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College Financing


Paying for College

“How am I going to pay for college? I don’t know where to start! Are there federal funds available? Does my state offer any help?”


If this is how you feel, relax, we’re here to help you get through this process. Figuring out how to pay for college is not easy. There are federal funds available and most states offer grants and scholarships, but you must know where to find them and how to get them. Below you will find some answers for your questions.

Federal Student Aid

The federal government offers financial help to undergraduate, graduate, and professional students who are attending a university or college. To determine if you qualify for federal aid, you must complete the Free Application for Federal Student Aid (FAFSA). The information provided when filling out the FAFSA will determine the Expected Family Contribution (EFC). Your EFC isn’t necessarily what your family will have to pay, it’s just a calculated amount used to determine how much financial aid you are eligible to receive based on your college’s cost of attendance. You should fill out the FAFSA even if you think your family makes too much money to qualify for financial aid, because your state also uses the information from the FAFSA to determine eligibility for state-funded grants and scholarships. Also, most schools require the completed FAFSA to be on file to consider students for their institutional scholarships.

Where to Start

Begin by going to the Federal Student Aid (FSA) website where you will be prompted to create a new FSA ID. This ID will be used as your login and your legal signature on the FAFSA application.




Now that you have your FSA ID, you can start on the FAFSA application.




The website for the FAFSA application includes sections on student demographics, school selection, dependency status, parent demographics, financial information, and signing and submitting the application. If you need to exit before finishing the application, there are instructions to create a “save key” which serves as a password to use to return to it later. Your progress will be saved for up to 45 days. You will receive a confirmation when the application is completed and submitted. You will need to renew your FAFSA each year.


There are important dates to remember for the FAFSA. October 1st is the date the FAFSA opens for the next academic year. The deadline for FAFSA submission is June 30th, and any corrections must be made by September 11th.These dates may change so be sure to confirm them each year. You should complete and submit your application as soon as possible after October 1st because some state financial aid program deadlines are much earlier than the FAFSA deadline.

State Financial Aid

Now that you have completed the FAFSA, let’s look at state financial aid. Each state has their own financial aid programs. Some have lotteries with sales proceeds funding scholarship programs. Others have student loan options with lower interest rates than private loans. We have provided below some of the details for each state, but you should check with your state’s department of post-secondary education for more information. Be aware of the deadlines for state applications; most states begin awarding funds right after their deadline date and continue until funds are depleted.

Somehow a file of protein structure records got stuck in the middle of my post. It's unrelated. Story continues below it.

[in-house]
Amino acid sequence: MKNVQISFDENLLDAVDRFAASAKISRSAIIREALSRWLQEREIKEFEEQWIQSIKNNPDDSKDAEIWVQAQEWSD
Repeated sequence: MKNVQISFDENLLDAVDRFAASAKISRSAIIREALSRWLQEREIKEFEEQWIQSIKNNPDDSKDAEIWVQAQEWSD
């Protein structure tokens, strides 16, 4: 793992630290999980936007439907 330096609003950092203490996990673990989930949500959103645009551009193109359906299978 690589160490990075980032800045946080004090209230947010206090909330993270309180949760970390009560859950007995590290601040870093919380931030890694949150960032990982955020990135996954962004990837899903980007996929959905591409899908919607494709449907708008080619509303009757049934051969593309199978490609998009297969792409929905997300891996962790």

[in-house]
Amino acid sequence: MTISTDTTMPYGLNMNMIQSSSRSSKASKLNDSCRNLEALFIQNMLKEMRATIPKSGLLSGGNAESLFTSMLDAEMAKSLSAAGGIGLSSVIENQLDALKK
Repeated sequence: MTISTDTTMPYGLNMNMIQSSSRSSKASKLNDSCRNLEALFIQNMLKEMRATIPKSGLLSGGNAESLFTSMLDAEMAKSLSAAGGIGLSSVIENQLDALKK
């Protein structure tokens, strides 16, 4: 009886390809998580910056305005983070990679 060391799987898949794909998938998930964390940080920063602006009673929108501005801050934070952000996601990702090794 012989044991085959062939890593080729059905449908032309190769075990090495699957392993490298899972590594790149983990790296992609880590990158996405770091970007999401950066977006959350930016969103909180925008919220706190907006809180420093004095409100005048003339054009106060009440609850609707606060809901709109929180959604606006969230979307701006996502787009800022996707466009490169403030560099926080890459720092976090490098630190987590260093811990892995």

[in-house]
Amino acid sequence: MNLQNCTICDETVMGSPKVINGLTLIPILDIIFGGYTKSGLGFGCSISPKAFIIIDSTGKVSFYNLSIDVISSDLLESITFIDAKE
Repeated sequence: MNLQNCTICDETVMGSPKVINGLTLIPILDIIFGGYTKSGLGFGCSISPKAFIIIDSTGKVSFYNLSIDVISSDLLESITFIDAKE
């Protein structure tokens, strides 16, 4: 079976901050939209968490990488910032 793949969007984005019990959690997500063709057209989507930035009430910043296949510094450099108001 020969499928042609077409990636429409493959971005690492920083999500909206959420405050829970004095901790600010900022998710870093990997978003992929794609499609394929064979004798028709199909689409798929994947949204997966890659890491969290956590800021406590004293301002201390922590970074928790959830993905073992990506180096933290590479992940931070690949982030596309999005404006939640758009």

Need-Based Financial Aid

The financial aid office at the school you have chosen to attend will determine the amount of need-based financial aid you are eligible to receive. This is determined by taking the cost of attendance and subtracting the estimated family contribution (EFC) from your FAFSA. The remaining amount is your need-based financial aid needed. For instance, if the cost of attendance is $20,000 and your EFC is $15,000, your financial need is $5,000. In this case, you are not eligible for more than $5,000 in need-based financial aid.


Some need-based federal aid programs include Pell Grants, Federal Supplemental Educational Opportunity Grants, direct subsidized loans, and federal work study. This need can also be offset by offers from the school through institutional scholarships for low-income students, work-study, and grants.

Non-Need-Based Financial Aid

Non-need-based aid is not based on your EFC and is available to all students. It is based on the difference between the cost of attendance and the amount of need-based financial aid you have received. If the cost of attendance is $20,000 and the amount of need-based aid as calculated above is $5,000, the non-need-based aid amount you can receive is $15,000. Non-need-based aid is offered through loans from the Federal Student Aid office of the US Department of Education and through scholarships from the school and outside organizations. This type of aid may be based on such things as merit, high school performance, or community service. There may be scholarships available for activities outside of your major. For example, many schools offer scholarships to students who play in the band even if they are not majoring in music. Ask the financial aid office or your recruiter for all opportunities for financial aid.